This might come as a surprise to some readers, but you might not have to file a federal tax return, even if you earn a regular income. The IRS indicates that each year many people file tax returns who aren’t actually required to do so. Whether or not you have to file a tax return depends on your gross income, age, and filing status.
- Are you a single filer? If you made below $9,350 you likely don’t need to file a tax return. If you’re 65 or older, that limit rises to $10,750.
- Are you filing as the head of a household? Your limit is $12,050 – or $13,450 if you’re 65 or older. If your income falls below this figure, you likely don’t have to file a tax return.
- Are you married and filing jointly? You likely don’t have to file a tax return if your income falls below $18,700. If one spouse is 65 or older, your limit rises to $19,800. If both spouses are 65 or older, your limit rises to $20,900. However, if you’re not living with your spouse at the end of the year, the income limit falls to $3,650.
- Are you married and filing separately? If you make less than $3,650, you likely don’t have to file a tax return.
In some instances, you may find it financially beneficial to file a tax return even if the IRS doesn’t require it. Here are several situations where filing a return might make or save you money:
- If you had Federal taxes withheld from your pension and wages this year.
- If you had earned income from work, you may be able to qualify for the Making Work Pay Credit, which can provide you up to $800. Likewise, if you worked, but did not earn a lot of money, you might qualify for the Earned Income Tax Credit.
- If you did not receive the full amount of your Child Tax Credit, you might be eligible for the refundable Additional Child Tax Credit.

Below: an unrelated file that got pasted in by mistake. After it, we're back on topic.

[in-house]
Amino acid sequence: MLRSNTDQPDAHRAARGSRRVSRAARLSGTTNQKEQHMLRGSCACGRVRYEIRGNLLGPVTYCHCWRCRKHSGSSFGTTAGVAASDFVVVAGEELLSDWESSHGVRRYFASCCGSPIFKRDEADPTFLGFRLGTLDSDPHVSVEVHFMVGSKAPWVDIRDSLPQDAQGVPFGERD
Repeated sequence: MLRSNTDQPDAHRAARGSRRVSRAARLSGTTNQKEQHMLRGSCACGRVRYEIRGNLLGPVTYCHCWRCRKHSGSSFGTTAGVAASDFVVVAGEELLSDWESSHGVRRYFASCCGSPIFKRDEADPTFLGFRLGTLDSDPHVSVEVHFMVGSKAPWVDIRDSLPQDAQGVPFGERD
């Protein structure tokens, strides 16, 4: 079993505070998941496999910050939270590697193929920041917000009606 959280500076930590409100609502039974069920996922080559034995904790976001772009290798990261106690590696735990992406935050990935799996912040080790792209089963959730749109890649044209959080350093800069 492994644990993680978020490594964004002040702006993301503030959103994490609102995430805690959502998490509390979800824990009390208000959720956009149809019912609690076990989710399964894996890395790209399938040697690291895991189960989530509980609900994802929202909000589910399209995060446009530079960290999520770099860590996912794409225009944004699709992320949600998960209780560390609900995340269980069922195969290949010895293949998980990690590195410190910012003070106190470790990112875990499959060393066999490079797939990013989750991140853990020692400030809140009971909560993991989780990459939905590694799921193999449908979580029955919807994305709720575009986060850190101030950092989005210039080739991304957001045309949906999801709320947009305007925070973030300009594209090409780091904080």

- If you have a student in post-secondary education, you may qualify for the American Opportunity Credit which provides a maximum of $2,500 per student per year.
- If you receive Trade Adjustment Assistance, Reemployment Trade Adjustment Assistance, or pension benefit payments from the Pension Benefit Guaranty Corporation, you may be eligible for a Health Care Coverage Tax Credit, which covers 80% of your monthly premiums.
There are certain circumstances where you are required to file a federal tax return even if your gross income falls below the specified limits. If you answer “yes” to any of the following questions, you most likely have to file a return.
- Did you sell your home this year?
- Will you owe a special tax on a retirement plan like an IRA or medical savings account?
- Were you self-employed and earned more than $400?
- Will you be subject to the Alternative Minimum Tax, which provides tax benefits to certain kinds of income?
- Will you owe recapture tax?
- Are you a church employee with income in wages of $108.28 or more from a church or qualified church-controlled organization?
- Will you owe uncollected social security and Medicare or Railroad retirement (RRTA) tax on tips you reported to your employer?
- Will you owe social security and Medicare tax on tips you did not report to your employer?
In determining whether or not you have to file a tax return, the key is to first look at filing status, age, and gross income, but also keep in mind that there are many circumstances where you are still required to file or might find it beneficial to do so.
What date do you have to file your federal tax return by? Your tax return is due on April 18. However, if you file for an extension, your tax return isn’t due until October 15.